Monday, June 22, 2015

Page 69: Trip Through Your Wires

The Page 69 Test is not mine. It has been around since 2007, asking authors to compare page 69 against the meat of the actual story it is a part of. I loved the whole idea of it and so I'm stealing it specifically to showcase small press titles - novels, novellas, short story collections, the works! So until the founder of The Page 69 Test calls a cease and desist, let's do this thing....

In this installment of Page 69, 
we put Sarah Layden's Trip Through Your Wires to the test!

Ok, Sarah, set up page 69 for us.

Carey Halpern, on her first day of school in Mexico during her junior year abroad, skips classes with Ben and Mike. The two American men have been to Mexico before, and they lead her to a courtyard to watch Alejandro perform a fire-eating routine. 

What is Trip Through Your Wires about?

In Trip Through Your Wires, we know from the start that Ben was killed in Mexico, and that Carey never dealt with the grief of losing him. The novel alternates between past and present, Mexico in the mid-1990s and Indianapolis seven years later, when a clue in the murder case forces Carey to revisit her memories of events. She knew more than she thought, and must come to terms with the guilt of that realization.

Do you think this page gives our readers an accurate sense of what Trip Through Your Wires is about? Does it align itself the book’s overall theme?
It really does. Nicely done, TNBBC! This page gets three main characters together on the scene, plus one minor character. It shows the sense of unknowns and danger and excitement that was such a part of Carey's experience in Guanajuato. This particular Mexican city is such a vivid, amazing place, with beautiful cathedrals and theaters, winding alleyways, and mountains all around. This portion shows a smaller sliver of life in the city: a beautifully tended garden courtyard, but one that is obscured from view with high walls. That seems resonant of the rest of the book, too: what's hidden versus what's out in the open. 

 PAGE 69 
Trip Through Your Wires

Ben raised his hand like a boy in school, his fist closed as if in salute. When he opened his hand, a silk scarf, the same green of Carey’s tank top, fluttered to her shoulders. He shook it out of the folded triangles and let go, and she reached to keep it from the wet pavement.

                “Pretty,” Carey cooed. “Where did you get it?”

                Ben ignored the question. His hand moved through his hair as if searching for a lost item. “It’s practical. Tie it around your hair before we go in.”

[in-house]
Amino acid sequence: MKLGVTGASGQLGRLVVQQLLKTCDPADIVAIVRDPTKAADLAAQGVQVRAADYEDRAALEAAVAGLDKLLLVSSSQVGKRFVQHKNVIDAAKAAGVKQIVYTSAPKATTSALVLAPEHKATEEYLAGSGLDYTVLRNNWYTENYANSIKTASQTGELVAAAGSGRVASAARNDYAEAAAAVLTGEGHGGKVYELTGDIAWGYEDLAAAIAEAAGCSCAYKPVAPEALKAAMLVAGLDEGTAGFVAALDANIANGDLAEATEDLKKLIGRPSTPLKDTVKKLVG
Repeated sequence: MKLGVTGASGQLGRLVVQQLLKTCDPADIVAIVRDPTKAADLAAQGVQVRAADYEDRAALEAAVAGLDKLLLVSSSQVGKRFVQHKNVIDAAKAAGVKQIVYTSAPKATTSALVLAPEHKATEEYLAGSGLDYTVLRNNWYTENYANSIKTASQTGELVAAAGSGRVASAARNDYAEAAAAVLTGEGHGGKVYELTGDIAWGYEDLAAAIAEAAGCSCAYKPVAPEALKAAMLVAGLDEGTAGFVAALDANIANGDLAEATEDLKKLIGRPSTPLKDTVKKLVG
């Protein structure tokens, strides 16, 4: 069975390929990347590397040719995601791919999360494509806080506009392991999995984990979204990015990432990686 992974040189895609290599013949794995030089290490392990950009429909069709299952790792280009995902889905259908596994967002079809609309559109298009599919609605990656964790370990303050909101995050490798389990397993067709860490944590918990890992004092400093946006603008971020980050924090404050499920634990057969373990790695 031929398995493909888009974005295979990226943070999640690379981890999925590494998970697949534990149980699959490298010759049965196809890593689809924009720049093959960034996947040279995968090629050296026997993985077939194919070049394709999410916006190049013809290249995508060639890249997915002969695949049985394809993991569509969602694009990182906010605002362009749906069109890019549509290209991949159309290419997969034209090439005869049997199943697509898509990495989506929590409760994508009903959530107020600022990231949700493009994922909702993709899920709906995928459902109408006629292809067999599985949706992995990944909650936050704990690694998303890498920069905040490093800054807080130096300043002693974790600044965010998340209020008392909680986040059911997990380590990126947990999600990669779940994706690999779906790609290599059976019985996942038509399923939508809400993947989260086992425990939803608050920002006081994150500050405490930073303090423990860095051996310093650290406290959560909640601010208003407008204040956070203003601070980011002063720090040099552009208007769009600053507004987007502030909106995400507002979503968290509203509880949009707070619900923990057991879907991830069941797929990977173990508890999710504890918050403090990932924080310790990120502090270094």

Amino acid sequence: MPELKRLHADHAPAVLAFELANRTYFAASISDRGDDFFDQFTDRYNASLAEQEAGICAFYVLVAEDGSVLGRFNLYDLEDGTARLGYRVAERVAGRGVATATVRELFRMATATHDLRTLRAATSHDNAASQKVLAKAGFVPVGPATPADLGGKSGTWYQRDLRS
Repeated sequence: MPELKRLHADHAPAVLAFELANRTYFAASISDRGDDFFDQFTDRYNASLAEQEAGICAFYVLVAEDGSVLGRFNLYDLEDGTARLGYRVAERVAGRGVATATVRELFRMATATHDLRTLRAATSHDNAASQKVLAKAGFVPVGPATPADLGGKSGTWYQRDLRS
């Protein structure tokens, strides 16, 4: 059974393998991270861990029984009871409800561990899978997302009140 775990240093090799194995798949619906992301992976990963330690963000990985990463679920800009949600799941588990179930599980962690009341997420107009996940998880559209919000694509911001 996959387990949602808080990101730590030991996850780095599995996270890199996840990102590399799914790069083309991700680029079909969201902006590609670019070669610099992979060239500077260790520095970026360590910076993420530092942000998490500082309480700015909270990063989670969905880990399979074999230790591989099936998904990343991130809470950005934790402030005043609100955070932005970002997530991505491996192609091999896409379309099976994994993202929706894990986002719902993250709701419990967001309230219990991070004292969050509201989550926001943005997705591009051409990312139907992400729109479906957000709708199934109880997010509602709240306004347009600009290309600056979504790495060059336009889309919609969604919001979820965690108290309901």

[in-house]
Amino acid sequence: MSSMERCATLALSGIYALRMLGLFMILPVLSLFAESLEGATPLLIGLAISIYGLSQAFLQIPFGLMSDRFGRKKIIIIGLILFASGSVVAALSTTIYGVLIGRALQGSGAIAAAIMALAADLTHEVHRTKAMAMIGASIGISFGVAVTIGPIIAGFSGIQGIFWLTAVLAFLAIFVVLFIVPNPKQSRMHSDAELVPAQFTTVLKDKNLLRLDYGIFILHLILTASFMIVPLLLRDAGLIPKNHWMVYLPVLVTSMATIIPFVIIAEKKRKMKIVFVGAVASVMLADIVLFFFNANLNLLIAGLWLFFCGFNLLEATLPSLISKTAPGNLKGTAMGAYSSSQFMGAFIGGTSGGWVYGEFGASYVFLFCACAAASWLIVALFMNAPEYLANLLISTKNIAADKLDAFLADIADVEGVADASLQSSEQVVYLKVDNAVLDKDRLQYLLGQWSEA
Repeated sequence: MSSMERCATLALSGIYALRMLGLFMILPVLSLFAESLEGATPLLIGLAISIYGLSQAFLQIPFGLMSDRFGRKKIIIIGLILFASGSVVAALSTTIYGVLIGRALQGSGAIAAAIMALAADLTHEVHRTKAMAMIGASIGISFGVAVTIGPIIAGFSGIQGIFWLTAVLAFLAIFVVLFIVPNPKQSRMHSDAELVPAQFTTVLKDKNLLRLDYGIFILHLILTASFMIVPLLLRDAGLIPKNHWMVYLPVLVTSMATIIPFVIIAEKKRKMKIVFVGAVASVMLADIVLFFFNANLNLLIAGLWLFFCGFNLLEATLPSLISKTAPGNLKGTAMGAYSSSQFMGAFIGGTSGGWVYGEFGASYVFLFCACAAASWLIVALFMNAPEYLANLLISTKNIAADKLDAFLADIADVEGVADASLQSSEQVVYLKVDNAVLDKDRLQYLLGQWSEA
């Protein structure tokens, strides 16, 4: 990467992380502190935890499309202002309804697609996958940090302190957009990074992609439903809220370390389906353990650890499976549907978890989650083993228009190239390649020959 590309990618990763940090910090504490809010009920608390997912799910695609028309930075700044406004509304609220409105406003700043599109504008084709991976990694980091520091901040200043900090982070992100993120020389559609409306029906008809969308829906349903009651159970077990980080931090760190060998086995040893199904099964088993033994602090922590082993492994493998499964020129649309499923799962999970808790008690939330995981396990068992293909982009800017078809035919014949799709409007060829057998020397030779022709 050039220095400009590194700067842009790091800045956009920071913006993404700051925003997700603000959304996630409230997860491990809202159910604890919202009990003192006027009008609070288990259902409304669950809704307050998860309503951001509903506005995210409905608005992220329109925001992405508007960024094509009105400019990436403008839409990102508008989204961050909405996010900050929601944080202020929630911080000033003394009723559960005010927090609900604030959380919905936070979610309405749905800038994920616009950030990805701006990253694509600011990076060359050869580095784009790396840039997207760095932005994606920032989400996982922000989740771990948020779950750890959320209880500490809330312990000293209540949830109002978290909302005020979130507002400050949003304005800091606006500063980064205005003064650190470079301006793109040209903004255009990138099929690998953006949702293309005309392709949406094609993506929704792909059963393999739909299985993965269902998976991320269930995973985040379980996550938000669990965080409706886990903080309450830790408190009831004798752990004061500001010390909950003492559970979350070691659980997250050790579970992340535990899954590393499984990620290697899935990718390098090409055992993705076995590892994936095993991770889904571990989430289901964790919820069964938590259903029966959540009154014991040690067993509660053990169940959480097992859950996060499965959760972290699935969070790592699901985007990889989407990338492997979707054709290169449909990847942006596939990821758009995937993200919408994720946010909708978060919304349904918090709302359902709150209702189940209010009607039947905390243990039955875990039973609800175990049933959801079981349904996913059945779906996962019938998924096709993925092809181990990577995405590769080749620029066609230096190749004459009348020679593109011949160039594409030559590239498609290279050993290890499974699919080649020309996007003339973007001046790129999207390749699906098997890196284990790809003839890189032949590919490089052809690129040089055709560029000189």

Ben knocked on the door in a quick succession, a practiced, specific rhythm, and Carey hurried to tie her hair back with the green scarf. When no one answered, Ben opened the door.

                Inside was the outside: the sun beat down on a square courtyard, with cement paths and landscaped flower beds. Stone benches flanked a small reflecting pond. Bordering the pristine garden on all sides were run-down apartment buildings: layers of balconies climbed five or six stories, with clotheslines strung between them. Relief and disappointment ebbed and flowed in her, just like her alternating desires for adventure and predictability. She had thought they were taking her to a bar, or to the seedy side of town. The beautifully tended garden grew sprays of orange and red lobelia, low-growing hyacinth and green shrubs. The flowers emitted a fragrance more potent than a department store perfume counter. Some of the blooms still shaded by the buildings displayed buds waiting to open. Carey began to relax, and when a man stepped silently from behind a door with three folding metal chairs, she almost shrieked. He had a sharp face and hollow cheeks. Maybe a little older than Ben and Mike. He kept his head down and gaze averted.



Sarah Layden is the winner of the Allen and Nirelle Galson Prize for fiction and an AWP Intro Award. Her short fiction can be found in Boston Review, Stone Canoe, Blackbird, Artful Dodge, The Evansville Review, Booth, PANK, the anthology Sudden Flash Youth, and elsewhere. A two-time Society of Professional Journalists award winner, her recent essays, interviews and articles have appeared in Ladies' Home Journal, The Writer's Chronicle, NUVO, and The Humanist. She teaches writing at Indiana University-Purdue University Indianapolis and the Indiana Writers Center.

No comments:

Post a Comment